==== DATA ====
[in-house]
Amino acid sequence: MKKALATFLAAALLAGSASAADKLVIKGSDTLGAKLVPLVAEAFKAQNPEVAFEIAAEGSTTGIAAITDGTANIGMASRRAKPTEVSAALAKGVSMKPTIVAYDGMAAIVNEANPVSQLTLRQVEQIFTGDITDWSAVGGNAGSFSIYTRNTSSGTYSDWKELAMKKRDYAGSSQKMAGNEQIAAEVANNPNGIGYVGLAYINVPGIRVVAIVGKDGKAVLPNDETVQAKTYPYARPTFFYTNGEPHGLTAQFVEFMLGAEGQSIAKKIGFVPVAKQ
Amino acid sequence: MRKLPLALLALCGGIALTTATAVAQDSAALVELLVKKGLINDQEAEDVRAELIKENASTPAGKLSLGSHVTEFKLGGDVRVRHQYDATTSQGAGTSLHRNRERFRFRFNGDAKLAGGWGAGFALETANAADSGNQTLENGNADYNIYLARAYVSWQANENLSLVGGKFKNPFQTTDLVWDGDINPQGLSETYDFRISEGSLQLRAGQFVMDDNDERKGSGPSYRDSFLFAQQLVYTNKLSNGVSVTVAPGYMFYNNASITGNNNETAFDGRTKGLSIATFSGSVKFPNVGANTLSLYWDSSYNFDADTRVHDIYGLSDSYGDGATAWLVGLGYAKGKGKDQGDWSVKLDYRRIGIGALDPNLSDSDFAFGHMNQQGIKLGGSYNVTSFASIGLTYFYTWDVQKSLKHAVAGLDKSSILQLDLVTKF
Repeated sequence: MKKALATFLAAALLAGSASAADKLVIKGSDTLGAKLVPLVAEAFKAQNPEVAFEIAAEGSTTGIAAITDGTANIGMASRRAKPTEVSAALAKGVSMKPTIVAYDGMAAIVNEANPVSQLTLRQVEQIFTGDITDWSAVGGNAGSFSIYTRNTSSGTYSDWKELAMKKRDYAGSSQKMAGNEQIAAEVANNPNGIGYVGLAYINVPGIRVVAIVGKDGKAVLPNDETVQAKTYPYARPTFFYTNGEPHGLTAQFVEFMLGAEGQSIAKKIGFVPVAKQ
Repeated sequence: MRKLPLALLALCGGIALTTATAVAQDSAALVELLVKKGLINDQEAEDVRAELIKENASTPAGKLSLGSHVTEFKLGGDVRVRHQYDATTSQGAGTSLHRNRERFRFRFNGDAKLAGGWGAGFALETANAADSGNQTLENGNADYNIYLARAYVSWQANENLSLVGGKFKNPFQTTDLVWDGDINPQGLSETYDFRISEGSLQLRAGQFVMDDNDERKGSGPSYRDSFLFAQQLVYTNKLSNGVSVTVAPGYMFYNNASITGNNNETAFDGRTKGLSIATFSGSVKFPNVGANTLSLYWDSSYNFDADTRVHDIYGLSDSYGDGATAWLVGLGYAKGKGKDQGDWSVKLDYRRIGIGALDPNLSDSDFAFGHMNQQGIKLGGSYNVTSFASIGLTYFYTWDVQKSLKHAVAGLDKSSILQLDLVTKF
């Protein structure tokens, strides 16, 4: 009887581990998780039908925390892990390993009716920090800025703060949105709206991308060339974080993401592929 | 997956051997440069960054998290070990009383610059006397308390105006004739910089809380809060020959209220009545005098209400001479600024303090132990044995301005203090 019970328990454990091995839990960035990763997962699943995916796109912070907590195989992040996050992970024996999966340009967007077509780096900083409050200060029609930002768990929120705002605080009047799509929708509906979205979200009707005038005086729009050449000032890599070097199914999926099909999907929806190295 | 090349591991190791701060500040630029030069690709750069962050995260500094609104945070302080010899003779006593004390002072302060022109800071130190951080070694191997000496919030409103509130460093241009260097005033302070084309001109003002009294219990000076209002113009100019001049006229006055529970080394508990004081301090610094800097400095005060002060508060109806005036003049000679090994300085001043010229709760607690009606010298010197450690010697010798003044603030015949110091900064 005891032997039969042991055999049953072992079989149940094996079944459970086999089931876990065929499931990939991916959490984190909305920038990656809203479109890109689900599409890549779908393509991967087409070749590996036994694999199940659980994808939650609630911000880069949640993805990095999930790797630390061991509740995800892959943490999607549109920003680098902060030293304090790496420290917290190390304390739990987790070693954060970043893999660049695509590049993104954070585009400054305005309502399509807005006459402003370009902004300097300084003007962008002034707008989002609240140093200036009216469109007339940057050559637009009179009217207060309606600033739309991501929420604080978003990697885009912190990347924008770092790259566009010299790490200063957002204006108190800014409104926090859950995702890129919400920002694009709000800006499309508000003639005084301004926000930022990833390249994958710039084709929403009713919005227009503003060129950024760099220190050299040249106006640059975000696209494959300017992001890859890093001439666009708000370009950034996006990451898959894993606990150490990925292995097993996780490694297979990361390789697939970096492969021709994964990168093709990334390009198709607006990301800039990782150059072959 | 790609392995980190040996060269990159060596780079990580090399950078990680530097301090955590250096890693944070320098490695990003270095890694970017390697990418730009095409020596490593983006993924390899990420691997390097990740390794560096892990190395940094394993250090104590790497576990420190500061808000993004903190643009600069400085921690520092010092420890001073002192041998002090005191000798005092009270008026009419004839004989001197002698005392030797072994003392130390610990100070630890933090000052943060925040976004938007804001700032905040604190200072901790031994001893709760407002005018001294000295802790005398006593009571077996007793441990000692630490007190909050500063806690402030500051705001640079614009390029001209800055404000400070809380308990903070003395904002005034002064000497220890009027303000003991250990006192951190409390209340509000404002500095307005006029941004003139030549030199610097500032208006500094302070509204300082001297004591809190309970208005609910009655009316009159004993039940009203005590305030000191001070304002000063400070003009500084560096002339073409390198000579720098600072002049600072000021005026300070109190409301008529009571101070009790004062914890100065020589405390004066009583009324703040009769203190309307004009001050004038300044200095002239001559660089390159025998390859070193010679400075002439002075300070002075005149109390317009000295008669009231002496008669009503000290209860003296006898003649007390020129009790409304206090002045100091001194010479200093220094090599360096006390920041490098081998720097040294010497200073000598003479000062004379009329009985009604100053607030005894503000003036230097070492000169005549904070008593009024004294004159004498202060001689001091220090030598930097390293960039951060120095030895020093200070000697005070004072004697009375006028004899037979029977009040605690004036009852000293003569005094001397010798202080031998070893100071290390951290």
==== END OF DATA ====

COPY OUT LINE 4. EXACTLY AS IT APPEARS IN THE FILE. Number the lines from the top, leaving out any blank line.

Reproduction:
Repeated sequence: MKKALATFLAAALLAGSASAADKLVIKGSDTLGAKLVPLVAEAFKAQNPEVAFEIAAEGSTTGIAAITDGTANIGMASRRAKPTEVSAALAKGVSMKPTIVAYDGMAAIVNEANPVSQLTLRQVEQIFTGDITDWSAVGGNAGSFSIYTRNTSSGTYSDWKELAMKKRDYAGSSQKMAGNEQIAAEVANNPNGIGYVGLAYINVPGIRVVAIVGKDGKAVLPNDETVQAKTYPYARPTFFYTNGEPHGLTAQFVEFMLGAEGQSIAKKIGFVPVAKQ